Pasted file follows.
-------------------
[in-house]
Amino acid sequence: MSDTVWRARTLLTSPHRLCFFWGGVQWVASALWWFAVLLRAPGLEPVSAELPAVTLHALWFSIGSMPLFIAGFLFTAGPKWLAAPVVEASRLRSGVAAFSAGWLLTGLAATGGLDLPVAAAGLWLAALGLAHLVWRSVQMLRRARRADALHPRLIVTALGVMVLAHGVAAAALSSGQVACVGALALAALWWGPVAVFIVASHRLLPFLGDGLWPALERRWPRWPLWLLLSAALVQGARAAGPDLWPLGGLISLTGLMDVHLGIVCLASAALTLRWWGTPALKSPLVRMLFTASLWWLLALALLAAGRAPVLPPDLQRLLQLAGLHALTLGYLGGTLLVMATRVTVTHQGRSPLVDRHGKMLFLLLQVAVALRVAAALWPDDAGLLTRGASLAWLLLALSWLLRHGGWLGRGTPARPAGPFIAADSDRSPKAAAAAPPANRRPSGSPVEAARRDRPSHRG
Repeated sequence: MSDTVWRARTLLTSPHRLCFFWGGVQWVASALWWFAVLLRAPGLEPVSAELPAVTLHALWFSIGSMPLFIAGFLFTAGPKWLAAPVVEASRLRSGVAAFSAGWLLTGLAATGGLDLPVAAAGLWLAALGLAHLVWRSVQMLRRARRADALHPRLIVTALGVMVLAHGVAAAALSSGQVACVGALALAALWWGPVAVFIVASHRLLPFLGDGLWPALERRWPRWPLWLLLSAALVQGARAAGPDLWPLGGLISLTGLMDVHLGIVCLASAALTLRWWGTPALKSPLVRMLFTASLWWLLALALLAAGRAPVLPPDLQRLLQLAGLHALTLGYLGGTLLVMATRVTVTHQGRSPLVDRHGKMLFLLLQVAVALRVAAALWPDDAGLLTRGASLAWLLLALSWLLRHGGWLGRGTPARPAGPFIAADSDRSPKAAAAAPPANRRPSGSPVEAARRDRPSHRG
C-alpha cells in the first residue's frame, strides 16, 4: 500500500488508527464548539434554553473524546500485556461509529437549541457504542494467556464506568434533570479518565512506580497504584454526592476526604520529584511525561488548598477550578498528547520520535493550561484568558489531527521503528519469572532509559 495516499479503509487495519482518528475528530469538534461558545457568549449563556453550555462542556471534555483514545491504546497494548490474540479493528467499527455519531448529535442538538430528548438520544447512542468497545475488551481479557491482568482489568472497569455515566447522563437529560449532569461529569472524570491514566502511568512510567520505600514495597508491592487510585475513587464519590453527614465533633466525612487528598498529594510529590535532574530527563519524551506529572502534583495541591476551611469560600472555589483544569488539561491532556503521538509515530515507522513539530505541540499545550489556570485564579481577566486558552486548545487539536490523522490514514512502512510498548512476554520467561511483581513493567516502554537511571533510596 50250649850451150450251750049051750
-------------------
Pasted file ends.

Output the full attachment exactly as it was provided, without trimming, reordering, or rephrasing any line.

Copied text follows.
[in-house]
Amino acid sequence: MSDTVWRARTLLTSPHRLCFFWGGVQWVASALWWFAVLLRAPGLEPVSAELPAVTLHALWFSIGSMPLFIAGFLFTAGPKWLAAPVVEASRLRSGVAAFSAGWLLTGLAATGGLDLPVAAAGLWLAALGLAHLVWRSVQMLRRARRADALHPRLIVTALGVMVLAHGVAAAALSSGQVACVGALALAALWWGPVAVFIVASHRLLPFLGDGLWPALERRWPRWPLWLLLSAALVQGARAAGPDLWPLGGLISLTGLMDVHLGIVCLASAALTLRWWGTPALKSPLVRMLFTASLWWLLALALLAAGRAPVLPPDLQRLLQLAGLHALTLGYLGGTLLVMATRVTVTHQGRSPLVDRHGKMLFLLLQVAVALRVAAALWPDDAGLLTRGASLAWLLLALSWLLRHGGWLGRGTPARPAGPFIAADSDRSPKAAAAAPPANRRPSGSPVEAARRDRPSHRG
Repeated sequence: MSDTVWRARTLLTSPHRLCFFWGGVQWVASALWWFAVLLRAPGLEPVSAELPAVTLHALWFSIGSMPLFIAGFLFTAGPKWLAAPVVEASRLRSGVAAFSAGWLLTGLAATGGLDLPVAAAGLWLAALGLAHLVWRSVQMLRRARRADALHPRLIVTALGVMVLAHGVAAAALSSGQVACVGALALAALWWGPVAVFIVASHRLLPFLGDGLWPALERRWPRWPLWLLLSAALVQGARAAGPDLWPLGGLISLTGLMDVHLGIVCLASAALTLRWWGTPALKSPLVRMLFTASLWWLLALALLAAGRAPVLPPDLQRLLQLAGLHALTLGYLGGTLLVMATRVTVTHQGRSPLVDRHGKMLFLLLQVAVALRVAAALWPDDAGLLTRGASLAWLLLALSWLLRHGGWLGRGTPARPAGPFIAADSDRSPKAAAAAPPANRRPSGSPVEAARRDRPSHRG
C-alpha cells in the first residue's frame, strides 16, 4: 500500500488508527464548539434554553473524546500485556461509529437549541457504542494467556464506568434533570479518565512506580497504584454526592476526604520529584511525561488548598477550578498528547520520535493550561484568558489531527521503528519469572532509559 495516499479503509487495519482518528475528530469538534461558545457568549449563556453550555462542556471534555483514545491504546497494548490474540479493528467499527455519531448529535442538538430528548438520544447512542468497545475488551481479557491482568482489568472497569455515566447522563437529560449532569461529569472524570491514566502511568512510567520505600514495597508491592487510585475513587464519590453527614465533633466525612487528598498529594510529590535532574530527563519524551506529572502534583495541591476551611469560600472555589483544569488539561491532556503521538509515530515507522513539530505541540499545550489556570485564579481577566486558552486548545487539536490523522490514514512502512510498548512476554520467561511483581513493567516502554537511571533510596 50250649850451150450251750049051750